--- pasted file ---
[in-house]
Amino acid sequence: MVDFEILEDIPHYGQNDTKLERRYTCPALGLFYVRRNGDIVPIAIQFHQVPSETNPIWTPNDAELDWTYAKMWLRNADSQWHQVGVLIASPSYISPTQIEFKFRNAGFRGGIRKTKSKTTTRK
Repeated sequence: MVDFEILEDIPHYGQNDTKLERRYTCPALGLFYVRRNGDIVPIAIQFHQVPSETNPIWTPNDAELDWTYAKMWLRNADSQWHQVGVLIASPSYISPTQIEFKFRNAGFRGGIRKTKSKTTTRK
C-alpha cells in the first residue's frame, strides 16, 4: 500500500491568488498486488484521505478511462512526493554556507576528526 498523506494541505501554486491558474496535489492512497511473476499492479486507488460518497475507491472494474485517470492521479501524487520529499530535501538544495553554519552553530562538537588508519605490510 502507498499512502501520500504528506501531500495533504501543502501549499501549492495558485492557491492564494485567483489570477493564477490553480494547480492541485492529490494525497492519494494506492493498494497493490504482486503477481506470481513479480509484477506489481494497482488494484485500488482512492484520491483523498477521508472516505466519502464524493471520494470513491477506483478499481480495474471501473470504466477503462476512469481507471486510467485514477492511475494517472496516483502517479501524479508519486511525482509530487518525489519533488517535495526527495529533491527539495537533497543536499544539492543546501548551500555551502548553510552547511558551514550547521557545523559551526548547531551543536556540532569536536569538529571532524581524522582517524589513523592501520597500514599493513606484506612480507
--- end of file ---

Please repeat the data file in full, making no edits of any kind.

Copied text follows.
[in-house]
Amino acid sequence: MVDFEILEDIPHYGQNDTKLERRYTCPALGLFYVRRNGDIVPIAIQFHQVPSETNPIWTPNDAELDWTYAKMWLRNADSQWHQVGVLIASPSYISPTQIEFKFRNAGFRGGIRKTKSKTTTRK
Repeated sequence: MVDFEILEDIPHYGQNDTKLERRYTCPALGLFYVRRNGDIVPIAIQFHQVPSETNPIWTPNDAELDWTYAKMWLRNADSQWHQVGVLIASPSYISPTQIEFKFRNAGFRGGIRKTKSKTTTRK
C-alpha cells in the first residue's frame, strides 16, 4: 500500500491568488498486488484521505478511462512526493554556507576528526 498523506494541505501554486491558474496535489492512497511473476499492479486507488460518497475507491472494474485517470492521479501524487520529499530535501538544495553554519552553530562538537588508519605490510 502507498499512502501520500504528506501531500495533504501543502501549499501549492495558485492557491492564494485567483489570477493564477490553480494547480492541485492529490494525497492519494494506492493498494497493490504482486503477481506470481513479480509484477506489481494497482488494484485500488482512492484520491483523498477521508472516505466519502464524493471520494470513491477506483478499481480495474471501473470504466477503462476512469481507471486510467485514477492511475494517472496516483502517479501524479508519486511525482509530487518525489519533488517535495526527495529533491527539495537533497543536499544539492543546501548551500555551502548553510552547511558551514550547521557545523559551526548547531551543536556540532569536536569538529571532524581524522582517524589513523592501520597500514599493513606484506612480507